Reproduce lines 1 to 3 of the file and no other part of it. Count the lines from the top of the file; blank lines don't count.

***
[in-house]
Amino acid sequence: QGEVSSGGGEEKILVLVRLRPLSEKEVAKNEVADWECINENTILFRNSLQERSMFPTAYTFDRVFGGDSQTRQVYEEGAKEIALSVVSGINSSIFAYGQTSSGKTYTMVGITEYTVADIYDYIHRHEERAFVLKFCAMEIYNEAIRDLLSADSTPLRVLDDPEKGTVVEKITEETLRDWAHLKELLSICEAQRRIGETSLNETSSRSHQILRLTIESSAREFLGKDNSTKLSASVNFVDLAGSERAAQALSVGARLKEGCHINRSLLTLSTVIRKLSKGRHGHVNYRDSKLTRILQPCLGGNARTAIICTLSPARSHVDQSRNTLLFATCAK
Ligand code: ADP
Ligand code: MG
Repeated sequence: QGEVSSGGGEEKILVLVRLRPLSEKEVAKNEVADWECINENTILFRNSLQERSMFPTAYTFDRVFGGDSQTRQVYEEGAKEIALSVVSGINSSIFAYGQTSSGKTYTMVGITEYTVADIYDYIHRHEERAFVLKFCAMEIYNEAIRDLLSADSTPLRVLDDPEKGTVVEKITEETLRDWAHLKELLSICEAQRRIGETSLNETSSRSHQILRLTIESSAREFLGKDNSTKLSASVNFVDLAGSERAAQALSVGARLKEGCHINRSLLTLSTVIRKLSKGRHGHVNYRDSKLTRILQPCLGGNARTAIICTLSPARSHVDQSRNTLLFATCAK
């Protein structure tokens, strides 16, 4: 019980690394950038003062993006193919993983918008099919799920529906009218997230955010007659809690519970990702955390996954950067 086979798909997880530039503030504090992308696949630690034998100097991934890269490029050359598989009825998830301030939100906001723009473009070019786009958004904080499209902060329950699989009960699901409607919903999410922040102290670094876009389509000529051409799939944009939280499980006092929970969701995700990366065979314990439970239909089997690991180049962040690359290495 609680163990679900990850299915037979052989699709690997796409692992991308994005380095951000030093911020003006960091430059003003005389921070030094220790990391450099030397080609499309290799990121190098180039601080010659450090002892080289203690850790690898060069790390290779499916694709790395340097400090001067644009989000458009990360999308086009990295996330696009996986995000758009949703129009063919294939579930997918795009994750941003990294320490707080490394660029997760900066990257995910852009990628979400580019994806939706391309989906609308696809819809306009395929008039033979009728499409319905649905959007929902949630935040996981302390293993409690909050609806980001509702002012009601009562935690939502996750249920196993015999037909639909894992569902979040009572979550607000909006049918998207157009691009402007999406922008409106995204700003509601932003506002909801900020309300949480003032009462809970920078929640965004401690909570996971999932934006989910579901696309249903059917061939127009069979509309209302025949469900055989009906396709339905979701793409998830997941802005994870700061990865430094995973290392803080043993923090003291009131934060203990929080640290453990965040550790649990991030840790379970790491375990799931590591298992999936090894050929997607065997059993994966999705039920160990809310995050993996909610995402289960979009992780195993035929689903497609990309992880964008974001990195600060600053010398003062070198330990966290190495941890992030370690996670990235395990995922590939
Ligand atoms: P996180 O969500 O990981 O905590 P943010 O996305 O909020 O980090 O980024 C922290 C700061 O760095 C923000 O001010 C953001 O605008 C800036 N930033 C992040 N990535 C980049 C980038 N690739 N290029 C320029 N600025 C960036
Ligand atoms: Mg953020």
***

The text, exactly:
[in-house]
Amino acid sequence: QGEVSSGGGEEKILVLVRLRPLSEKEVAKNEVADWECINENTILFRNSLQERSMFPTAYTFDRVFGGDSQTRQVYEEGAKEIALSVVSGINSSIFAYGQTSSGKTYTMVGITEYTVADIYDYIHRHEERAFVLKFCAMEIYNEAIRDLLSADSTPLRVLDDPEKGTVVEKITEETLRDWAHLKELLSICEAQRRIGETSLNETSSRSHQILRLTIESSAREFLGKDNSTKLSASVNFVDLAGSERAAQALSVGARLKEGCHINRSLLTLSTVIRKLSKGRHGHVNYRDSKLTRILQPCLGGNARTAIICTLSPARSHVDQSRNTLLFATCAK
Ligand code: ADP